January 18, 2021
Dear PTC Community,
Today we celebrate the birth and legacy of Dr. Martin Luther King, Jr. This past Friday, Dr. King would have turned 92 years old. He did not live to see his 40th birthday. Yet in his short 39 years, he became one of the most recognizable and memorable figures of the Civil Rights Movement.
The recent riots in our nation’s Capital starkly contrast the peaceful March on Washington on August 28, 1963, where Dr. King led his followers to protest injustices without violence and where he delivered his unforgettable “I Have a Dream” speech. A speech in which he stated, “In the process of gaining our rightful place, we must not be guilty of wrongful deeds. Let us not seek to satisfy our thirst for freedom by drinking from the cup of bitterness and hatred. We must forever conduct our struggle on the high plane of dignity and discipline. We must not allow our creative protest to degenerate into physical violence.” These are words that I encourage you to remember and abide by at this time of political unrest.
Dr. King began his “I Have a Dream” speech with the reminder that one hundred years after Abraham Lincoln signed the Emancipation Proclamation, people of color were still not truly free. Now, nearly three score (60 years) later, it remains true that “the riches of freedom and the security of justice” continue to be unbalanced for all Americans.
At Pittsburgh Technical College, we can and must do our part to increase awareness and rectify inequalities. We have always been an institution of higher education dedicated to our students and providing opportunity for professional, economic, and societal growth. But we can do more.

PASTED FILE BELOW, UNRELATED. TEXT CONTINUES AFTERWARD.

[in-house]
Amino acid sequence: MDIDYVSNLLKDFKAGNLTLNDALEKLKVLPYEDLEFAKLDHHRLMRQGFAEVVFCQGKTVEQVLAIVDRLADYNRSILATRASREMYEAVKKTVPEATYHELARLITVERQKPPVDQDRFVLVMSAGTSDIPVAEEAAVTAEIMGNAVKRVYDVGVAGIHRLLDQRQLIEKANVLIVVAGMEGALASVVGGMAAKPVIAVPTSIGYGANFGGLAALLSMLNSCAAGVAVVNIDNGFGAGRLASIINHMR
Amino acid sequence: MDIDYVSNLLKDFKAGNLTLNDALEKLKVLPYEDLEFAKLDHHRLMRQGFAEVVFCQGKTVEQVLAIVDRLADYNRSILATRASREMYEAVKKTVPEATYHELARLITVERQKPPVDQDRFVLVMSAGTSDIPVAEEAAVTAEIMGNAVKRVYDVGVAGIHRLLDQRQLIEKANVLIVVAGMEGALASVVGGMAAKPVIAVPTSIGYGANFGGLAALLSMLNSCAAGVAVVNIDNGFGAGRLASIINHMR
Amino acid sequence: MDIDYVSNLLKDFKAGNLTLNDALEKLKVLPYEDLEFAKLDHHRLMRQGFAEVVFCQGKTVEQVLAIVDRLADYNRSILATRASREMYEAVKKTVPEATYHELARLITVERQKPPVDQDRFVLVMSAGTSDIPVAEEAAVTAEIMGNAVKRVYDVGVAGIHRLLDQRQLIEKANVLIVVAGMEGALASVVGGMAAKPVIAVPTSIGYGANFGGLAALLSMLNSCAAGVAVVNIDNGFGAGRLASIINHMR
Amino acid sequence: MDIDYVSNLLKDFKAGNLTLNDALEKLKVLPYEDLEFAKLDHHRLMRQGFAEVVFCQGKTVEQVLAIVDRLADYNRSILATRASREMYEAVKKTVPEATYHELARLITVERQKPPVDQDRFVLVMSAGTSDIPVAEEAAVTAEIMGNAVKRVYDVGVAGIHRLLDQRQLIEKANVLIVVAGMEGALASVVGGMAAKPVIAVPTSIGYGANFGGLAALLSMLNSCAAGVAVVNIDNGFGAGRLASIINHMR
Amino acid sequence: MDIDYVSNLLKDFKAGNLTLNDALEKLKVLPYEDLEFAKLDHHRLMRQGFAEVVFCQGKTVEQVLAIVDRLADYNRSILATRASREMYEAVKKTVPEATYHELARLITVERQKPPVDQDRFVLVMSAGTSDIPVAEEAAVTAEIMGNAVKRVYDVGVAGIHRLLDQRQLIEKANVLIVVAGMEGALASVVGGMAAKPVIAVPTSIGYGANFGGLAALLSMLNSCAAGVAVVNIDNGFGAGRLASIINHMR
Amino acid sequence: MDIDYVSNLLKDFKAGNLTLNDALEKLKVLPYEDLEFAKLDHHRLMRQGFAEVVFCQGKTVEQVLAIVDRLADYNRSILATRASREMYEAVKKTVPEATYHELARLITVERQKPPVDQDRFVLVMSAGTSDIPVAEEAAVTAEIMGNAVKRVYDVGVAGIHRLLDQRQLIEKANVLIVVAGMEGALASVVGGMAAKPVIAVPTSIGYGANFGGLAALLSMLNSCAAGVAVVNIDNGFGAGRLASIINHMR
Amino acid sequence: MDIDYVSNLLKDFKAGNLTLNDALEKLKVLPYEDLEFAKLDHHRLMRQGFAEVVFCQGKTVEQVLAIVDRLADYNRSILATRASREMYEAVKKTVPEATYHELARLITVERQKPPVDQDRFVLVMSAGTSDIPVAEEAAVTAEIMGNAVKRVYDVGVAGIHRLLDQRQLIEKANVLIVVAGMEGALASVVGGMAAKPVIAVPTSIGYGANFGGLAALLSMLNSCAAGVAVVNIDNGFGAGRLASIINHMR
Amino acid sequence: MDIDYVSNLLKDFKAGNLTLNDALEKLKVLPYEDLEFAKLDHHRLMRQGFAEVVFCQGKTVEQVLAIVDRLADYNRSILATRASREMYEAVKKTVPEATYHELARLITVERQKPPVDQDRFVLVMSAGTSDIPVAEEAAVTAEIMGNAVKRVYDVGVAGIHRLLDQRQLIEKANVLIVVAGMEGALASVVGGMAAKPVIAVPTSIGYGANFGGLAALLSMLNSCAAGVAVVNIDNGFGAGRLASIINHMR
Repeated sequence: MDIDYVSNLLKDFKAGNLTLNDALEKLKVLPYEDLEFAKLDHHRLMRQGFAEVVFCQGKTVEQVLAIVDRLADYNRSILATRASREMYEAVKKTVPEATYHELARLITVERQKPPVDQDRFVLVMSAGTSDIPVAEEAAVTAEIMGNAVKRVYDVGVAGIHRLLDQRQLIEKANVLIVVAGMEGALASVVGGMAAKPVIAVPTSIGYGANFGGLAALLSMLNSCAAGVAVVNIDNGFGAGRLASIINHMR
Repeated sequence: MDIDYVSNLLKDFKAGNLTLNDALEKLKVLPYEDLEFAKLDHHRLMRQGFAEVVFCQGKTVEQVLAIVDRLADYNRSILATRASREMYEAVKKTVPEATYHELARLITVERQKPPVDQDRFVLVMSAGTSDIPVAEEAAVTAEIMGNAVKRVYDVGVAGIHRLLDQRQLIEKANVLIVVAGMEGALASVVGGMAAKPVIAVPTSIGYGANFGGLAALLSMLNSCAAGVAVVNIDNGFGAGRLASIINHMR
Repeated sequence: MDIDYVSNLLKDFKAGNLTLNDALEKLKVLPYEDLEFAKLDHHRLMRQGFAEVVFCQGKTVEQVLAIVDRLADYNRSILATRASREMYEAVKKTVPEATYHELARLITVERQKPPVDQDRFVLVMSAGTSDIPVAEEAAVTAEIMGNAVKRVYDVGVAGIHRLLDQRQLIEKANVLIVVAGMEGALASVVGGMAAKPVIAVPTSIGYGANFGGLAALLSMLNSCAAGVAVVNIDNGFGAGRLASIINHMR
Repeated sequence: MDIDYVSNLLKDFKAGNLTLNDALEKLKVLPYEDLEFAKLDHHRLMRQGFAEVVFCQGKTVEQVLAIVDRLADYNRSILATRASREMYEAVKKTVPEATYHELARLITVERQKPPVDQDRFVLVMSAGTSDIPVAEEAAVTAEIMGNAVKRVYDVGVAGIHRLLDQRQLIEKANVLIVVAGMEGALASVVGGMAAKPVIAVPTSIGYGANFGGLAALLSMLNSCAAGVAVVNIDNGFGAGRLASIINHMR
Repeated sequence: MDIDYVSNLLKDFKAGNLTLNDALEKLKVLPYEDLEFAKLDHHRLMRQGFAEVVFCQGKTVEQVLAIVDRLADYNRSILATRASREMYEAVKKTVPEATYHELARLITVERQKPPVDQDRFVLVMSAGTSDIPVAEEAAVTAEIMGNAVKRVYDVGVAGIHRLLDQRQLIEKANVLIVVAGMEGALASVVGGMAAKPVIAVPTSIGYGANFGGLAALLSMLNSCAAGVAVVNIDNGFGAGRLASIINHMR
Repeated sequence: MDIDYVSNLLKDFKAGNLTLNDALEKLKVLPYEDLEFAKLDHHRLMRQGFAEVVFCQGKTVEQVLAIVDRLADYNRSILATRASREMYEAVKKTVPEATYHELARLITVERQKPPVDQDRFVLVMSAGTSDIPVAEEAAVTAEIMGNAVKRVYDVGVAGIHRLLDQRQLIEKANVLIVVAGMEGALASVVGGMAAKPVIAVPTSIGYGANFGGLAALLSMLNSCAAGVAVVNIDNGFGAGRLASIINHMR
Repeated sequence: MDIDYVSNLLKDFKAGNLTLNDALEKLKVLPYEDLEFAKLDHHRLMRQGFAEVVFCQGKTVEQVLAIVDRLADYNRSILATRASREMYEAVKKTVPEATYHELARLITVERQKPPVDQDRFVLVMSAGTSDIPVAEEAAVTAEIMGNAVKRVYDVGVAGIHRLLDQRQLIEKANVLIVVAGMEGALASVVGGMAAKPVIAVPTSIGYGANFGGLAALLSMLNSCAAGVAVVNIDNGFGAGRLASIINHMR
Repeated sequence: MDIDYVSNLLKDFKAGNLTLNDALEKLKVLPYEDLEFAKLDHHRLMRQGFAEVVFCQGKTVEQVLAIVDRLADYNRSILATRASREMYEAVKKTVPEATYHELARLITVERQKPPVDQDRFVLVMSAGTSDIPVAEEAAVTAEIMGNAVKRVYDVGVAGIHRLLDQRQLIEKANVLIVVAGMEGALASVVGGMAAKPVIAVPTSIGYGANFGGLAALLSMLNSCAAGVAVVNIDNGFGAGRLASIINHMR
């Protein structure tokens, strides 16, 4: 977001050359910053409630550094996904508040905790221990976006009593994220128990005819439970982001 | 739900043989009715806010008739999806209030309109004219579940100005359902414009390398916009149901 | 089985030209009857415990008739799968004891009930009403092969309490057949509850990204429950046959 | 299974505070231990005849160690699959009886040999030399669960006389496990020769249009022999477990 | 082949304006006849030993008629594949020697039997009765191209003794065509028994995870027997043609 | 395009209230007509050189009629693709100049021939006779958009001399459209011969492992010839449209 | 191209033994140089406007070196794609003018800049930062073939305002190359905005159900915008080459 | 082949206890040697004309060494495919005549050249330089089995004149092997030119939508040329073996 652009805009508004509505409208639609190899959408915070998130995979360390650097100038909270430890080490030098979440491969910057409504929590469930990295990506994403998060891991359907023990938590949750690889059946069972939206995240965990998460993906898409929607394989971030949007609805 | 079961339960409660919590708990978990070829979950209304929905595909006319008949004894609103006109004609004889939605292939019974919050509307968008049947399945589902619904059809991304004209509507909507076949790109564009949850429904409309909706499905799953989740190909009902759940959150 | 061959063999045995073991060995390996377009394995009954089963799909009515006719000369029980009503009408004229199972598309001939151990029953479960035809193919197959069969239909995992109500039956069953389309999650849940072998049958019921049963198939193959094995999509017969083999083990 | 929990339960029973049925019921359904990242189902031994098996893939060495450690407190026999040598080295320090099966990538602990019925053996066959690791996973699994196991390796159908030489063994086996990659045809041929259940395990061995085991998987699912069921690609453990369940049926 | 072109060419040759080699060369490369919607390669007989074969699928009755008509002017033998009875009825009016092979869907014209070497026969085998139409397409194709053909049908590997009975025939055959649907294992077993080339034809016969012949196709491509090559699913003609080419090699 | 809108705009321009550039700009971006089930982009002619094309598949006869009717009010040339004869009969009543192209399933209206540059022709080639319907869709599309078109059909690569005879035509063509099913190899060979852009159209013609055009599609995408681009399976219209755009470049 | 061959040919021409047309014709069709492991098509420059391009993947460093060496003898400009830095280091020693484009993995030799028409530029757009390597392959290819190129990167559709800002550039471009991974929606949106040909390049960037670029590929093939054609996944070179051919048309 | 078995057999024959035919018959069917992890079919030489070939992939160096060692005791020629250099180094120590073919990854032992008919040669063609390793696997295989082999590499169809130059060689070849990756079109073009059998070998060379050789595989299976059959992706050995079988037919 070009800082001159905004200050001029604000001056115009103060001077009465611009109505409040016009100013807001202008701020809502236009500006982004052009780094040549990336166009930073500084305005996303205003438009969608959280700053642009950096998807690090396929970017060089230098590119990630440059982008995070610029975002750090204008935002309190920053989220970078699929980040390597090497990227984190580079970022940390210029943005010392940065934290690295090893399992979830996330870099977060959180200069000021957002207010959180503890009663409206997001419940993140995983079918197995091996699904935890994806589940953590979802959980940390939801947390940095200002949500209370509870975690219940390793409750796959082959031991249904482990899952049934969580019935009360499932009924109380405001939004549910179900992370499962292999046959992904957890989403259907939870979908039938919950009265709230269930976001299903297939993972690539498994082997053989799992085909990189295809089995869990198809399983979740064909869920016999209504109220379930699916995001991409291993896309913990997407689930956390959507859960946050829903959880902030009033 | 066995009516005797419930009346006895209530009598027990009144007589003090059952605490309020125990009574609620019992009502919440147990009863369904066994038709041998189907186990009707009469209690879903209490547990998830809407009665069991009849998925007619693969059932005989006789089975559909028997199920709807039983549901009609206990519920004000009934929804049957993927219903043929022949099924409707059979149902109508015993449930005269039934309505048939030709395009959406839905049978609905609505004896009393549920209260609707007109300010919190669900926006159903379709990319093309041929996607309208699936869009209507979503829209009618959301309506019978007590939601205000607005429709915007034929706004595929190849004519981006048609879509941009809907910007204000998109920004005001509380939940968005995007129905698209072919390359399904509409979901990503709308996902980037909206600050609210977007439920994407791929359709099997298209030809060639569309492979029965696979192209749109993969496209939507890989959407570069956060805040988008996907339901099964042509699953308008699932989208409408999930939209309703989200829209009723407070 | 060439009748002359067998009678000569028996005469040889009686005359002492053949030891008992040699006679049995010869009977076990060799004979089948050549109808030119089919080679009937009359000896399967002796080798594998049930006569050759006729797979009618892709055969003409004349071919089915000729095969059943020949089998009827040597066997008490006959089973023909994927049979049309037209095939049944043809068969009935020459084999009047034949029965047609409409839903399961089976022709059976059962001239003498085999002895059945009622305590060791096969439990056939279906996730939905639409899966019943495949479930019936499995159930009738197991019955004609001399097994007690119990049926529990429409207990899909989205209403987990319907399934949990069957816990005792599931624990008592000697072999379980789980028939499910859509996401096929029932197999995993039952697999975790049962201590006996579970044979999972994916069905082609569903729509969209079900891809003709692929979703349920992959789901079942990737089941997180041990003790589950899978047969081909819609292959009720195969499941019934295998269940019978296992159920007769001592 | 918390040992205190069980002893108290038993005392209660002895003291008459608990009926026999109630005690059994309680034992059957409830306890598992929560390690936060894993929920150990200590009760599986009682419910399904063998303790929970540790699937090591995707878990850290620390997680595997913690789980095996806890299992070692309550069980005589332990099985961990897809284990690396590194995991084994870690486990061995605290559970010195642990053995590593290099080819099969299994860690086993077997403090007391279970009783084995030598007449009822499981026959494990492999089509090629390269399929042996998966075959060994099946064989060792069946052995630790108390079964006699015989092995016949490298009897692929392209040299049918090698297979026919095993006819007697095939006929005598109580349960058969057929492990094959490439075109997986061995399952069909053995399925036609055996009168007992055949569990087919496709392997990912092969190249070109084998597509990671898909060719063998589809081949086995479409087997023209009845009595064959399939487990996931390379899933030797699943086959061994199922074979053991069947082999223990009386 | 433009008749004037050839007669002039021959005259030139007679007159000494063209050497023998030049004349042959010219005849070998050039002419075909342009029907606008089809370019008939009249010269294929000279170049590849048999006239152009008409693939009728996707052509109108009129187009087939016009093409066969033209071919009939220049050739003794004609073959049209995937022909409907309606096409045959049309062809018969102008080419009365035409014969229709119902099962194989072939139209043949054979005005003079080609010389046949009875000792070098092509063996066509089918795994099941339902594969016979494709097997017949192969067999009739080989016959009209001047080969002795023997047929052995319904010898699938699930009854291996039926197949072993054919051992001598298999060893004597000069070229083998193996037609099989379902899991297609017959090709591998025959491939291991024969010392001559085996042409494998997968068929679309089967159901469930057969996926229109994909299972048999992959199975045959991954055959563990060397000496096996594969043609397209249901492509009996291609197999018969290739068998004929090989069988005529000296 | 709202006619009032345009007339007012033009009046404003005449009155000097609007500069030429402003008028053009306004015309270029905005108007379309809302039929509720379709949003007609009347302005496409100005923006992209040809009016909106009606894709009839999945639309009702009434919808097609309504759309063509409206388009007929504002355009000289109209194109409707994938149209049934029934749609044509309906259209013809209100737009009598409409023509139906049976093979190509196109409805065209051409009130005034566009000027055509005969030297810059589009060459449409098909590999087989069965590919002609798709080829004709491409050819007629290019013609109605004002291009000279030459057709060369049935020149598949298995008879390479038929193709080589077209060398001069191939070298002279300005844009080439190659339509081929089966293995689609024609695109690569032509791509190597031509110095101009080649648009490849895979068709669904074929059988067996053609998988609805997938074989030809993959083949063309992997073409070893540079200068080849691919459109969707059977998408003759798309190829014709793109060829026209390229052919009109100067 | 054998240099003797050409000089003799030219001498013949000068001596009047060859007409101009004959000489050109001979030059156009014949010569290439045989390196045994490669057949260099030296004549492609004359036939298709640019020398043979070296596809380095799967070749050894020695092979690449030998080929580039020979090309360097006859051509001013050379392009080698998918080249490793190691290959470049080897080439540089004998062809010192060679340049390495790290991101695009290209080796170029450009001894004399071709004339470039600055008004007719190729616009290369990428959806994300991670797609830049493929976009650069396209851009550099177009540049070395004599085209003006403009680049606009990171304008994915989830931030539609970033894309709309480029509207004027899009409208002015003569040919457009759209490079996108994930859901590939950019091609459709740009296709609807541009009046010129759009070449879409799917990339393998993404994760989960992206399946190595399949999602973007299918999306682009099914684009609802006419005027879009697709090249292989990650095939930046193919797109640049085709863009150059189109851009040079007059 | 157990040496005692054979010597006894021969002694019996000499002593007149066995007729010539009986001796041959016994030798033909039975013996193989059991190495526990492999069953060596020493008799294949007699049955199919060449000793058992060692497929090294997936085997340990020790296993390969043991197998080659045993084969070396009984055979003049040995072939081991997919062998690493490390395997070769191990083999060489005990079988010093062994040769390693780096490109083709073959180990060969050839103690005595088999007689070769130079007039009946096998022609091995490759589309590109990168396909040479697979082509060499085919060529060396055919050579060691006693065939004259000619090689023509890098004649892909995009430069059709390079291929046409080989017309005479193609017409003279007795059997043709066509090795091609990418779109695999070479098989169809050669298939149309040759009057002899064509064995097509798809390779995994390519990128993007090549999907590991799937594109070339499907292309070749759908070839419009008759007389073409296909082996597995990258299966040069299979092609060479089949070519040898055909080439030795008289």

Like Dr. King, I have been asking you to dream with me. We are dreaming of ways to make PTC stronger and more relevant within our community and higher education. Our dreams have already brought about the creation of our Five-Year Strategic Plan. I draw your attention to the first of its six strategies: Expand Access. “Pittsburgh Technical College will expand student access by increasing awareness, establishing comprehensive enrollment management systems and outreach, and promoting access to specialized populations locally, regionally, nationally, and internationally.” We have developed an Office of Diversity, Equity, and Inclusion to celebrate and promote initiatives that build a culture of acceptance and bring together a diverse community at PTC. Governed by this office and its newly hired director is a committee inclusive of all PTC departments and focused on our Core Values of Accountability, Integrity, and Diversity and Inclusion. We have added an Outreach Success Advisor to our Admissions Team to help identify and enroll potential students from underserved populations, and are already making inroads within the foster care community. Let us continue to build on the momentum we have initiated and do more to generate kindness, understanding, and partnerships for our future.
One of the most recognizable quotes from Dr. King’s historic speech in Washington D.C. was, “I have a dream that my four little children will one day live in a nation where they will not be judged by the color of their skin but by the content of their character.” While progress is being made, the struggle continues, and again, I encourage you to look inside yourselves and determine how you can be a part of the changes that are to come.
There is strength in diversity. There is strength in PTC. Let us join together to make freedom ring and encourage education as a building block of equality.